In February 1952, the Leadership Conference on Civil Rights (LCCR) held a meeting in Washington to discuss Senate Rule XXII on closure, a process used by Southern senators to block civil rights laws from debate through filibusters. In 1952, rule XXII required a two-thirds majority of the entire Senate to invoke closure to stop a filibuster. The senators had also liberalized Article XXII by submitting “any measure, motion or other matter” for closure. At the beginning of each new Congress, the LCCR advocated a revision of Rule XXII to reduce barriers to the passage of civil rights laws. Joseph Rauh was the chief strategist of LCCR campaigns under Rule XXII. Civil rights activist Joyce Ladner (born 1943) discusses black youth in the South in the postwar movement in an interview conducted by Joseph Mosnier (born 1962) for the Civil Rights History Project in 2011. House Judicial Subcommittee No. 5 held public hearings on the Civil Rights Act from May 8 to August 2, 1963. In September, the subcommittee passed a bill that meets all the demands of the Leadership Conference on Civil Rights (LCCR). Attorney General Robert Kennedy appeared before the entire Judiciary Committee on Oct. 15 to call for a more “sensible” bill. The Kennedy administration was convinced that the subcommittee`s bill might not get enough Republican votes to pass the House of Representatives.
The NAACP and LCCR refused to back down. President Kennedy intervened directly by summoning bipartisan leaders to the White House on October 23. After five days of negotiations, they agreed to support a bipartisan compromise project. The Judiciary Committee formally reported on the bill on November 20. Roy Wilkins (1901-1981), Executive Secretary of the NAACP, spoke on the 28th. In August 1963, he marched to Washington for jobs and freedom at the Lincoln Memorial over upcoming civil rights laws. John F. Kennedy (1917-1963) was born in Brookline, Massachusetts. He graduated from Harvard College in 1940. He was a member of the U.S. House of Representatives from 1947 to 1953 and a U.S. Senator from Massachusetts from 1953 to 1960.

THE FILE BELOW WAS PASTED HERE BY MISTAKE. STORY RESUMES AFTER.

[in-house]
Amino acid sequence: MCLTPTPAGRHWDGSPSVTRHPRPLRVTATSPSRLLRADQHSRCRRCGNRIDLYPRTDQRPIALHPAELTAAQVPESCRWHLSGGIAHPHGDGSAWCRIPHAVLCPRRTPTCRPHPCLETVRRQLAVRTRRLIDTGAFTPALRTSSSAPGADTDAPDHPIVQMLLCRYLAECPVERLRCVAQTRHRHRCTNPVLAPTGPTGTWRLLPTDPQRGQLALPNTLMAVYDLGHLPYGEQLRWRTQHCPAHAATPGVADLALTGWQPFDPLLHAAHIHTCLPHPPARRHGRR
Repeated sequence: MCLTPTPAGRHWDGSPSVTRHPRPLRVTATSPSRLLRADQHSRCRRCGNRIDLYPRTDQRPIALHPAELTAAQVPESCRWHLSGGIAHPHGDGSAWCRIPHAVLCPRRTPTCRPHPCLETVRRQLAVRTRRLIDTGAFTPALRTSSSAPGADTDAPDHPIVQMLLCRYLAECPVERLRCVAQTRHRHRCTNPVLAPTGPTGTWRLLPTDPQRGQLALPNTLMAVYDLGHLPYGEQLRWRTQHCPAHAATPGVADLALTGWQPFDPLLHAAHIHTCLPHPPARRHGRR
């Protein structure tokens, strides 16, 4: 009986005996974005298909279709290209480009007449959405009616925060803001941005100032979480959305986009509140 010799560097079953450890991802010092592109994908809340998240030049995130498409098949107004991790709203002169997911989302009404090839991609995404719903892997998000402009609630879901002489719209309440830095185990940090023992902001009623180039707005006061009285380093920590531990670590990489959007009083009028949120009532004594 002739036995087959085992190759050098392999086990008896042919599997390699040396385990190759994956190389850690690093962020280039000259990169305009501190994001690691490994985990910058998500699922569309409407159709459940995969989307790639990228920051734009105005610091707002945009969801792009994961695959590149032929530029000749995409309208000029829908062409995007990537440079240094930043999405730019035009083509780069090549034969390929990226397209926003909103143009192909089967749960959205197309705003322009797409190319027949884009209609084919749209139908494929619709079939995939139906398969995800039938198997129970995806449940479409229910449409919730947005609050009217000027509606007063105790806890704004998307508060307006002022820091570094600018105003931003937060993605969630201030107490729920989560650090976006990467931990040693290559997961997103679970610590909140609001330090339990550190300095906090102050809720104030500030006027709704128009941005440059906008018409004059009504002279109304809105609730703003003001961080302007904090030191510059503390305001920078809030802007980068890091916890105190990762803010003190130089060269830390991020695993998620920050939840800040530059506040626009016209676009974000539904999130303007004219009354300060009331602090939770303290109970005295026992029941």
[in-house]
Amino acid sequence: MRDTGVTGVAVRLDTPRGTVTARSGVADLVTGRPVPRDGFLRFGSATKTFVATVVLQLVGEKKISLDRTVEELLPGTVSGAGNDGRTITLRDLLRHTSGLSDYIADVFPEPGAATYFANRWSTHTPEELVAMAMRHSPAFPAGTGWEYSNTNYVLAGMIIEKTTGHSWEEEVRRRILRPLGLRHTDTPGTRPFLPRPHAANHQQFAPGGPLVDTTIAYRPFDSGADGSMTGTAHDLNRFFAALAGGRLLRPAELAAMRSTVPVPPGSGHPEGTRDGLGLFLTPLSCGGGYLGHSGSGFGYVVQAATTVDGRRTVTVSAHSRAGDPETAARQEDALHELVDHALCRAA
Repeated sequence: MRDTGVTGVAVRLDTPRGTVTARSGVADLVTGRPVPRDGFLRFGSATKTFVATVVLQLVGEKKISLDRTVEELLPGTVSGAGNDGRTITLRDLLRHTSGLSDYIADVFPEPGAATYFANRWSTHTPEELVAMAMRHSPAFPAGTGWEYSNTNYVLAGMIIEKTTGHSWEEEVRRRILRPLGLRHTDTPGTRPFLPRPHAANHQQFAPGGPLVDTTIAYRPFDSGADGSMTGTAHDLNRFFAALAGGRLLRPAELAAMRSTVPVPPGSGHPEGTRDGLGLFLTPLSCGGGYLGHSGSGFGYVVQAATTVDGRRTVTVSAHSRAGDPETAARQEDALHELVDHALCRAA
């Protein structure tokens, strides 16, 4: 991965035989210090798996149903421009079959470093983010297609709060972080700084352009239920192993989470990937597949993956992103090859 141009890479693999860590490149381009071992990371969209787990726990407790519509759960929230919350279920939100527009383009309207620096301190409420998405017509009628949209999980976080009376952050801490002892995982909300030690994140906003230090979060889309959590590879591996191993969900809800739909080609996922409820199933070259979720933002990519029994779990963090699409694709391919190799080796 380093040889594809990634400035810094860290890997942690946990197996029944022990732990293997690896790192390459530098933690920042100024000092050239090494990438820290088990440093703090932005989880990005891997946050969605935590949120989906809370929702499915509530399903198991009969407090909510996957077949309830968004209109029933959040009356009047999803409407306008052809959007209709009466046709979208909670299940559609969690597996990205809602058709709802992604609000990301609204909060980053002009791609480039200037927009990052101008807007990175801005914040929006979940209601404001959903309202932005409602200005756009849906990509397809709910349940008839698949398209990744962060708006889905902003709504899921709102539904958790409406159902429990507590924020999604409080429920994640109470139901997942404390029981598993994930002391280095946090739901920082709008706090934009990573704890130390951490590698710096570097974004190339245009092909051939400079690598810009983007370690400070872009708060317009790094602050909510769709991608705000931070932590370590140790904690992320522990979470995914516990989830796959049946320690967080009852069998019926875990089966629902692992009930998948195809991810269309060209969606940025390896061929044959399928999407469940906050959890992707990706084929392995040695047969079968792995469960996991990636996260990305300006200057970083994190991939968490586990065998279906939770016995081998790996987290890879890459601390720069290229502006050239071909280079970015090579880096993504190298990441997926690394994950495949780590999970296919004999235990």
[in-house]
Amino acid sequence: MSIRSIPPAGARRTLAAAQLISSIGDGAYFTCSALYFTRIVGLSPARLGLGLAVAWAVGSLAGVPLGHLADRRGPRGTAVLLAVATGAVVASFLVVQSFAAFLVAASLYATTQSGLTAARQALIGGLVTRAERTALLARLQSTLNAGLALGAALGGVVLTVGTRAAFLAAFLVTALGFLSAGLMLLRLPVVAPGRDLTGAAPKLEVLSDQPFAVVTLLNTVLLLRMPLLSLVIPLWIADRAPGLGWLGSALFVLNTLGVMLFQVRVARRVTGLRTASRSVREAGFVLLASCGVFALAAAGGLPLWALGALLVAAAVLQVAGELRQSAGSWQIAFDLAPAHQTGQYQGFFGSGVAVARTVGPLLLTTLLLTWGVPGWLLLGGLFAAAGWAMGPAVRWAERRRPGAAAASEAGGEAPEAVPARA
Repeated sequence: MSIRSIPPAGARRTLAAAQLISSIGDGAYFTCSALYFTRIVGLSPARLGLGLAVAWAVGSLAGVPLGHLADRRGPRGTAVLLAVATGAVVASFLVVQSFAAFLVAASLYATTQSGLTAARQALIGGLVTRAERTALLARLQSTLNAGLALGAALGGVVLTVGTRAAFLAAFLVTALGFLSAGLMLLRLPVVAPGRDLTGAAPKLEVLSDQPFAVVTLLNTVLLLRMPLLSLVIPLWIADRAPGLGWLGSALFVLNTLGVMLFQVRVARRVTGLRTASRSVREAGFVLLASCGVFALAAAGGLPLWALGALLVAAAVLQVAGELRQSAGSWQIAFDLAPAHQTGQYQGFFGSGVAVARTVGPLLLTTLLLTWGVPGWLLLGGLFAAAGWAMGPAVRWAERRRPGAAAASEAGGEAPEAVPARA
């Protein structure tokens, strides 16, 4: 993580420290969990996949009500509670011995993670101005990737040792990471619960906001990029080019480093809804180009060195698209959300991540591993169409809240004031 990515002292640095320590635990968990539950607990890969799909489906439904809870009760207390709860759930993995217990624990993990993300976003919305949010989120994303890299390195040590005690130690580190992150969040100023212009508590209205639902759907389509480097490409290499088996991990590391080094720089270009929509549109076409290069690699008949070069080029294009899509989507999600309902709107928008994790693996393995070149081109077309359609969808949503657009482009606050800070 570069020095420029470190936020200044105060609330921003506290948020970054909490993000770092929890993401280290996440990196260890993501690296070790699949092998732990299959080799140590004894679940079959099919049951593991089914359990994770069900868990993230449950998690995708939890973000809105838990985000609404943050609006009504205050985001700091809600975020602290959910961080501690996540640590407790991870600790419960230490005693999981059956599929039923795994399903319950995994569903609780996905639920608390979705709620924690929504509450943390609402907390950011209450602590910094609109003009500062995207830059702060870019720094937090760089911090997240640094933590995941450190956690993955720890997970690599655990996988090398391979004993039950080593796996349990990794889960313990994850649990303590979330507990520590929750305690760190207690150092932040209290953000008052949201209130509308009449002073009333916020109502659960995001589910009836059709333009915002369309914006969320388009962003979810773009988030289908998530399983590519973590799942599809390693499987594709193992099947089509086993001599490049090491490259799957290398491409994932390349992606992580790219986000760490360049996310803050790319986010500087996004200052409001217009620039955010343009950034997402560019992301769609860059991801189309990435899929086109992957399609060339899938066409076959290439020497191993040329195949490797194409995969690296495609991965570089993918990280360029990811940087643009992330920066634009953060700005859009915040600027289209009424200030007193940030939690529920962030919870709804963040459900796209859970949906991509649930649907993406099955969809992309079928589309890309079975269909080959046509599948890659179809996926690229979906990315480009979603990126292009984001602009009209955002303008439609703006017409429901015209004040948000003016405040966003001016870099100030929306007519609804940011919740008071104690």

As a Democratic presidential candidate in 1960, Kennedy supported his party`s commitment to a strong civil rights agenda. He won 70% of the black vote in a close election, defeating his opponent Richard Nixon. Patsy T. Mink`s handwritten notes for a speech in support of the Civil Rights Commission at the Democratic National Convention in Los Angeles. Envelope, July 12, 1960. Page 2. Patsy T. Mink Papers, Manuscript Division, Library of Congress (114.00.00) Used with permission from Gwendolyn Mink. For NBC`s The American Revolution of `63, aired on 2. In September 1963, white supremacist W.
J. Simmons (1916-2007), head of the Jackson, Mississippi-based Council of Citizens of America, gave his assessment of the civil rights “revolution.” The Albany movement was founded in 1961 in Albany, Georgia, as a collaboration between local activists, the Student Nonviolent Coordinating Committee (SNCC) and the Southern Christian Leadership Conference (SCLC). It was the first major initiative of the civil rights movement, which sought to desecrate an entire city. In this excerpt from CBS News Eyewitness: The Albany Movement, aired on August 3, 1962, teenage protesters are arrested for singing and praying outside the public library — SNCC`s Freedom Singers are part of that movement — and SCLC Executive Director Rev.